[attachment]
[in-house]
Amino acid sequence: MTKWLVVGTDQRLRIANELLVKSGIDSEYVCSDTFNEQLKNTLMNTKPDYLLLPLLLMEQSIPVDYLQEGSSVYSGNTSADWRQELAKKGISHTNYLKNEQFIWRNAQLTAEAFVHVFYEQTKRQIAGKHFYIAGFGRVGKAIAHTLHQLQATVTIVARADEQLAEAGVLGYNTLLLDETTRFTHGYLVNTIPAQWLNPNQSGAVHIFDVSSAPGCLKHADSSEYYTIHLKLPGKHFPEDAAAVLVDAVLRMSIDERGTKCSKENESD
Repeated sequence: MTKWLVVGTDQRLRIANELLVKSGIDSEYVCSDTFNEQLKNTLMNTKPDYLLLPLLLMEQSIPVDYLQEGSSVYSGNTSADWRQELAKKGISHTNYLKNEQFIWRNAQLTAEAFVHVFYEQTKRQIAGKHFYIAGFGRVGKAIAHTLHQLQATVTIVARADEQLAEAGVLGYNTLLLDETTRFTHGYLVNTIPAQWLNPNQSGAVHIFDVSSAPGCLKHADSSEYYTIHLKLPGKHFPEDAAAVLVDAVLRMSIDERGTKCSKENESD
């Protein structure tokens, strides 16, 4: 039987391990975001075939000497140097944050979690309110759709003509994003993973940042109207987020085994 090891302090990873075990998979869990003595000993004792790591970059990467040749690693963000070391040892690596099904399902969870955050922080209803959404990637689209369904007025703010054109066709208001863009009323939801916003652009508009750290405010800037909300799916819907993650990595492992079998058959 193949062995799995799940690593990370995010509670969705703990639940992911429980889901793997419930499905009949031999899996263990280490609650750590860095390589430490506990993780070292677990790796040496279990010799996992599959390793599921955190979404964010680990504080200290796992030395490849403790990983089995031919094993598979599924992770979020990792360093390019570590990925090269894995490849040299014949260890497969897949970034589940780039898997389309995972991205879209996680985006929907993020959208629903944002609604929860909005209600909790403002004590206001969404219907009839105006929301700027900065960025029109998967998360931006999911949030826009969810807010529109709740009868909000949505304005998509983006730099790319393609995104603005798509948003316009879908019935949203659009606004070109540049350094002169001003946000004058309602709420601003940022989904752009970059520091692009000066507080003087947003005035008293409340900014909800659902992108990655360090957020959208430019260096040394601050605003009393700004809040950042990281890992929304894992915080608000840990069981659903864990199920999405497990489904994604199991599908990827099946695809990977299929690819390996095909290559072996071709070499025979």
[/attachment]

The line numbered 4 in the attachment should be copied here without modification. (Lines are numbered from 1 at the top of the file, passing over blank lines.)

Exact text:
């Protein structure tokens, strides 16, 4: 039987391990975001075939000497140097944050979690309110759709003509994003993973940042109207987020085994 090891302090990873075990998979869990003595000993004792790591970059990467040749690693963000070391040892690596099904399902969870955050922080209803959404990637689209369904007025703010054109066709208001863009009323939801916003652009508009750290405010800037909300799916819907993650990595492992079998058959 193949062995799995799940690593990370995010509670969705703990639940992911429980889901793997419930499905009949031999899996263990280490609650750590860095390589430490506990993780070292677990790796040496279990010799996992599959390793599921955190979404964010680990504080200290796992030395490849403790990983089995031919094993598979599924992770979020990792360093390019570590990925090269894995490849040299014949260890497969897949970034589940780039898997389309995972991205879209996680985006929907993020959208629903944002609604929860909005209600909790403002004590206001969404219907009839105006929301700027900065960025029109998967998360931006999911949030826009969810807010529109709740009868909000949505304005998509983006730099790319393609995104603005798509948003316009879908019935949203659009606004070109540049350094002169001003946000004058309602709420601003940022989904752009970059520091692009000066507080003087947003005035008293409340900014909800659902992108990655360090957020959208430019260096040394601050605003009393700004809040950042990281890992929304894992915080608000840990069981659903864990199920999405497990489904994604199991599908990827099946695809990977299929690819390996095909290559072996071709070499025979």